Algebraic Combinatorics and Computer Science pp 461-472 | Cite as

# Solving linear recurrences using functionals

## Abstract

Many counting problems (especially those related to lattice path counting) give rise to recurrence relations. Several techniques are available for solving recurrence relations (see, e.g., [3]). A technique not mentioned in [3] is the umbral calculus. The main contribution in this respect is due to Niederhausen [4, 5, 6, 7, 8, 9, 10]. Niederhausen finds polynomial solutions to recurrence relations. In fact, if we have a recurrence relation in two variables, then his approach interprets one variable as the index of a polynomial sequence and the other variable as the argument of a polynomial. Moreover, he assumes that the solutions can be represented as so-called Sheffer sequences (for definitions, see Sect. 2). This assumption is true for a large class of recurrences. The umbral calculus provides several explicit formulas for calculations with these Sheffer sequences. These formulas are expressed in terms of linear operators on the vector space of polynomials. The recurrence relation is then translated into an equation involving the so-called delta operator of the Sheffer sequence. If this equation can be solved explicitly, then the basic sequence can be calculated by the transfer formula from umbral calculus (which, in some sense, is equivalent to Lagrange inversion). The deep part of the work of Niederhausen is that he has extended this basic scheme to allow for certain classes of initial values (see references mentioned above). Related to the work of Niederhausen are two papers by Watanabe [18, 19]. In particular, [18] contains a multivariate extension of the Niederhausen approach in case of the ballot problem.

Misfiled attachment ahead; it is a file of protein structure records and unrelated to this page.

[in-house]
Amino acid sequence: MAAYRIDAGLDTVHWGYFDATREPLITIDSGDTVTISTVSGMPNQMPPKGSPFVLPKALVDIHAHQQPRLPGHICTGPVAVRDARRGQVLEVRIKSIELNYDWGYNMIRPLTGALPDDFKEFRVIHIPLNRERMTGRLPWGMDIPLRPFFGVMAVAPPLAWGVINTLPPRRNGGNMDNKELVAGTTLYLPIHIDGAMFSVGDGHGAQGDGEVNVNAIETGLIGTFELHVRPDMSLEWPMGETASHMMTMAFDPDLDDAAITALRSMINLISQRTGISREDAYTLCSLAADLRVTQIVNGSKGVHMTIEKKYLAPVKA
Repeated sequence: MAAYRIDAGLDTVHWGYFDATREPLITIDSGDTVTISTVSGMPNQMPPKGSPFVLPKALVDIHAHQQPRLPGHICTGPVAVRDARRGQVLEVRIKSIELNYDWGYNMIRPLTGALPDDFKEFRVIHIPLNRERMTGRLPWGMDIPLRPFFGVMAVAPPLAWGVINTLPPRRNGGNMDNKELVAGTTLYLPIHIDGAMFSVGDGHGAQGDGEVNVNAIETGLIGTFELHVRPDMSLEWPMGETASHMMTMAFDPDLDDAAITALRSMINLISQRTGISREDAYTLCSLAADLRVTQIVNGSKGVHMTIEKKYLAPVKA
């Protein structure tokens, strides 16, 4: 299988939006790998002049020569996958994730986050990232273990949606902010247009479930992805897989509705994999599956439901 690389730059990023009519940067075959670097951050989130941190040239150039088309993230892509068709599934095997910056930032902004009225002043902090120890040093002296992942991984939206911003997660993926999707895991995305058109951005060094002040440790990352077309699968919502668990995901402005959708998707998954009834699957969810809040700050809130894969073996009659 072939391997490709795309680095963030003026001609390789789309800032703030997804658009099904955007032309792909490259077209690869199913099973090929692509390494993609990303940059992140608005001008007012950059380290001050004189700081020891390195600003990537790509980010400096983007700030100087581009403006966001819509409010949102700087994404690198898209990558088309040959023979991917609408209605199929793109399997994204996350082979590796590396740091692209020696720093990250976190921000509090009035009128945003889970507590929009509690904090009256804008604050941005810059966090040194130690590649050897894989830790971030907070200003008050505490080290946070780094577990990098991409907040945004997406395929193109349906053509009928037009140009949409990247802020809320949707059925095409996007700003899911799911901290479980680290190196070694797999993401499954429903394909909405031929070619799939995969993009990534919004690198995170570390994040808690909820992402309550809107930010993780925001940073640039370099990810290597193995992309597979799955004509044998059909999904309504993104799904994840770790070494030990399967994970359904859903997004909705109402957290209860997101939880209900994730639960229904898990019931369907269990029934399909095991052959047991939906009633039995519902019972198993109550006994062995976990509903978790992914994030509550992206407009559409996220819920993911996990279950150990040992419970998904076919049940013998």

## Keywords

Recurrence Relation Formal Power Series Lattice Path Linear Recurrence Substitution Rule## Preview

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